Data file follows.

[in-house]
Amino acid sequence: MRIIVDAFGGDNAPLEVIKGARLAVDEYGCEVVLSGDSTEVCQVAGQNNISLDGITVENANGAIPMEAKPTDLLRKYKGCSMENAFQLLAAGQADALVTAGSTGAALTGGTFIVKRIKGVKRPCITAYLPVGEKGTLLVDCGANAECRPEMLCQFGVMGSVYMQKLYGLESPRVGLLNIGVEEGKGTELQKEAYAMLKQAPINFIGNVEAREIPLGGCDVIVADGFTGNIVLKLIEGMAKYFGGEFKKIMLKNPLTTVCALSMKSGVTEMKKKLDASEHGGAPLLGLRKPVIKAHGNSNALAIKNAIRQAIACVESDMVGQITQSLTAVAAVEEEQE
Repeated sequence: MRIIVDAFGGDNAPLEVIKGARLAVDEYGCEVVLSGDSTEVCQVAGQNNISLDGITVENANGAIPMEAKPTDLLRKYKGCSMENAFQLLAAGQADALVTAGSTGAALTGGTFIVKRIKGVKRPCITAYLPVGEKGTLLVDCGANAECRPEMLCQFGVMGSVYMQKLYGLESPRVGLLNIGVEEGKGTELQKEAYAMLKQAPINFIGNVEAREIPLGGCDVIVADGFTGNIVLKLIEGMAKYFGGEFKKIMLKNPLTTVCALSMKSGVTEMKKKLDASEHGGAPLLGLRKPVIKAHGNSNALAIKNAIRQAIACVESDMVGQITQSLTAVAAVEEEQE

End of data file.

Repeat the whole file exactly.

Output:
[in-house]
Amino acid sequence: MRIIVDAFGGDNAPLEVIKGARLAVDEYGCEVVLSGDSTEVCQVAGQNNISLDGITVENANGAIPMEAKPTDLLRKYKGCSMENAFQLLAAGQADALVTAGSTGAALTGGTFIVKRIKGVKRPCITAYLPVGEKGTLLVDCGANAECRPEMLCQFGVMGSVYMQKLYGLESPRVGLLNIGVEEGKGTELQKEAYAMLKQAPINFIGNVEAREIPLGGCDVIVADGFTGNIVLKLIEGMAKYFGGEFKKIMLKNPLTTVCALSMKSGVTEMKKKLDASEHGGAPLLGLRKPVIKAHGNSNALAIKNAIRQAIACVESDMVGQITQSLTAVAAVEEEQE
Repeated sequence: MRIIVDAFGGDNAPLEVIKGARLAVDEYGCEVVLSGDSTEVCQVAGQNNISLDGITVENANGAIPMEAKPTDLLRKYKGCSMENAFQLLAAGQADALVTAGSTGAALTGGTFIVKRIKGVKRPCITAYLPVGEKGTLLVDCGANAECRPEMLCQFGVMGSVYMQKLYGLESPRVGLLNIGVEEGKGTELQKEAYAMLKQAPINFIGNVEAREIPLGGCDVIVADGFTGNIVLKLIEGMAKYFGGEFKKIMLKNPLTTVCALSMKSGVTEMKKKLDASEHGGAPLLGLRKPVIKAHGNSNALAIKNAIRQAIACVESDMVGQITQSLTAVAAVEEEQE